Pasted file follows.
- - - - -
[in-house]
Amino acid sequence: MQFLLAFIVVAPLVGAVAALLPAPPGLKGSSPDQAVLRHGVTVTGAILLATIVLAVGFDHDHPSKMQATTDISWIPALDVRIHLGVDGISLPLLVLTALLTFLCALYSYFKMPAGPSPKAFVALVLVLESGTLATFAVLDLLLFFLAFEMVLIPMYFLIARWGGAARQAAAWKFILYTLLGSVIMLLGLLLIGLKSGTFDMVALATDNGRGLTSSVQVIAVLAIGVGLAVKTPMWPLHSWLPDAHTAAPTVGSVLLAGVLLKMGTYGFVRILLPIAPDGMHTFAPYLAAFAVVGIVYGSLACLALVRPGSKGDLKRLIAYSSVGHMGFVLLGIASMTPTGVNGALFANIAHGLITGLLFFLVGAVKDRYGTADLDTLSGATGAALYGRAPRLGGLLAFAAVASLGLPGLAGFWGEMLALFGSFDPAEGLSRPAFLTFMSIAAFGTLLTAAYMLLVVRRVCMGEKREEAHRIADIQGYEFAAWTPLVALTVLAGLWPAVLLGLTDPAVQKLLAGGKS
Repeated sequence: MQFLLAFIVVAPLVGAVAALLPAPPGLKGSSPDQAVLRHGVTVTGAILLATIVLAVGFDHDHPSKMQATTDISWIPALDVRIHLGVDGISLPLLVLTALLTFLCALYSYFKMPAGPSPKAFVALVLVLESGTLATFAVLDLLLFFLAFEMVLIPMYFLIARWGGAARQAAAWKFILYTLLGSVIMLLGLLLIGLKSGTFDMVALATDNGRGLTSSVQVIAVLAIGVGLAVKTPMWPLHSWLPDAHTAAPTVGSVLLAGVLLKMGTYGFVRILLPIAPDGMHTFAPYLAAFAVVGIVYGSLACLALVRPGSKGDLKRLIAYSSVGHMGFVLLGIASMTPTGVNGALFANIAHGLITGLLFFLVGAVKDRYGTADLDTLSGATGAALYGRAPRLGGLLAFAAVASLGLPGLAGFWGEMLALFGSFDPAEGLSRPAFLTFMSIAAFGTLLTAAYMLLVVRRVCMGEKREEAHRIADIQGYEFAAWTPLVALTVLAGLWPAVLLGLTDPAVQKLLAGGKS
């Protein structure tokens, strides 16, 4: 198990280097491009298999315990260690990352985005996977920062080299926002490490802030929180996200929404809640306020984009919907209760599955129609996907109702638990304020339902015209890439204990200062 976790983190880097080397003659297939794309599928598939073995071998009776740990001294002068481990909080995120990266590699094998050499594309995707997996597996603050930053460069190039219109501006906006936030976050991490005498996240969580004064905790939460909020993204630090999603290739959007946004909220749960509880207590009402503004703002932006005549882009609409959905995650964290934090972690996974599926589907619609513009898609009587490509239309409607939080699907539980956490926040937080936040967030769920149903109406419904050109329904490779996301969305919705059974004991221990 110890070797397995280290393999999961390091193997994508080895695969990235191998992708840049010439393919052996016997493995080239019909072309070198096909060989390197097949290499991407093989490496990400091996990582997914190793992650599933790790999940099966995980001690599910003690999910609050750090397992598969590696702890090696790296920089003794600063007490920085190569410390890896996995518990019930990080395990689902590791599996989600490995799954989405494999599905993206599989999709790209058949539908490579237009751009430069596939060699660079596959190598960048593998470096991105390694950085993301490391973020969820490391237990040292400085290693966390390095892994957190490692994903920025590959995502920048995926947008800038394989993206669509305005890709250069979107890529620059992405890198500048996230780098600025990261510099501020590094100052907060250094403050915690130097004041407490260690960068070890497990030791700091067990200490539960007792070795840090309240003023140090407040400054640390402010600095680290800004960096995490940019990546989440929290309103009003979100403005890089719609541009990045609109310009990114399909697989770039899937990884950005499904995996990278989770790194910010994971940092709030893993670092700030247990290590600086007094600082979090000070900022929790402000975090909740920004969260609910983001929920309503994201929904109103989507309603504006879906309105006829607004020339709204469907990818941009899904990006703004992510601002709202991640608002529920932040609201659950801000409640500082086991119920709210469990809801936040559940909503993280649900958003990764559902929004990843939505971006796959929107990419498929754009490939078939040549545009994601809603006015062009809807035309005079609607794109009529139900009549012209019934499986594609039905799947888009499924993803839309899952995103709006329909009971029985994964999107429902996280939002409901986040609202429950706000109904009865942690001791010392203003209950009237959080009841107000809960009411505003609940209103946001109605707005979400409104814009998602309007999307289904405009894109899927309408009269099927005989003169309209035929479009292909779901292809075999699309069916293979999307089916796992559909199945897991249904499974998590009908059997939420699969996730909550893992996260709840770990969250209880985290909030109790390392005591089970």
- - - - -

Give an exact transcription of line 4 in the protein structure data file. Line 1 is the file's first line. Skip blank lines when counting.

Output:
């Protein structure tokens, strides 16, 4: 198990280097491009298999315990260690990352985005996977920062080299926002490490802030929180996200929404809640306020984009919907209760599955129609996907109702638990304020339902015209890439204990200062 976790983190880097080397003659297939794309599928598939073995071998009776740990001294002068481990909080995120990266590699094998050499594309995707997996597996603050930053460069190039219109501006906006936030976050991490005498996240969580004064905790939460909020993204630090999603290739959007946004909220749960509880207590009402503004703002932006005549882009609409959905995650964290934090972690996974599926589907619609513009898609009587490509239309409607939080699907539980956490926040937080936040967030769920149903109406419904050109329904490779996301969305919705059974004991221990 110890070797397995280290393999999961390091193997994508080895695969990235191998992708840049010439393919052996016997493995080239019909072309070198096909060989390197097949290499991407093989490496990400091996990582997914190793992650599933790790999940099966995980001690599910003690999910609050750090397992598969590696702890090696790296920089003794600063007490920085190569410390890896996995518990019930990080395990689902590791599996989600490995799954989405494999599905993206599989999709790209058949539908490579237009751009430069596939060699660079596959190598960048593998470096991105390694950085993301490391973020969820490391237990040292400085290693966390390095892994957190490692994903920025590959995502920048995926947008800038394989993206669509305005890709250069979107890529620059992405890198500048996230780098600025990261510099501020590094100052907060250094403050915690130097004041407490260690960068070890497990030791700091067990200490539960007792070795840090309240003023140090407040400054640390402010600095680290800004960096995490940019990546989440929290309103009003979100403005890089719609541009990045609109310009990114399909697989770039899937990884950005499904995996990278989770790194910010994971940092709030893993670092700030247990290590600086007094600082979090000070900022929790402000975090909740920004969260609910983001929920309503994201929904109103989507309603504006879906309105006829607004020339709204469907990818941009899904990006703004992510601002709202991640608002529920932040609201659950801000409640500082086991119920709210469990809801936040559940909503993280649900958003990764559902929004990843939505971006796959929107990419498929754009490939078939040549545009994601809603006015062009809807035309005079609607794109009529139900009549012209019934499986594609039905799947888009499924993803839309899952995103709006329909009971029985994964999107429902996280939002409901986040609202429950706000109904009865942690001791010392203003209950009237959080009841107000809960009411505003609940209103946001109605707005979400409104814009998602309007999307289904405009894109899927309408009269099927005989003169309209035929479009292909779901292809075999699309069916293979999307089916796992559909199945897991249904499974998590009908059997939420699969996730909550893992996260709840770990969250209880985290909030109790390392005591089970």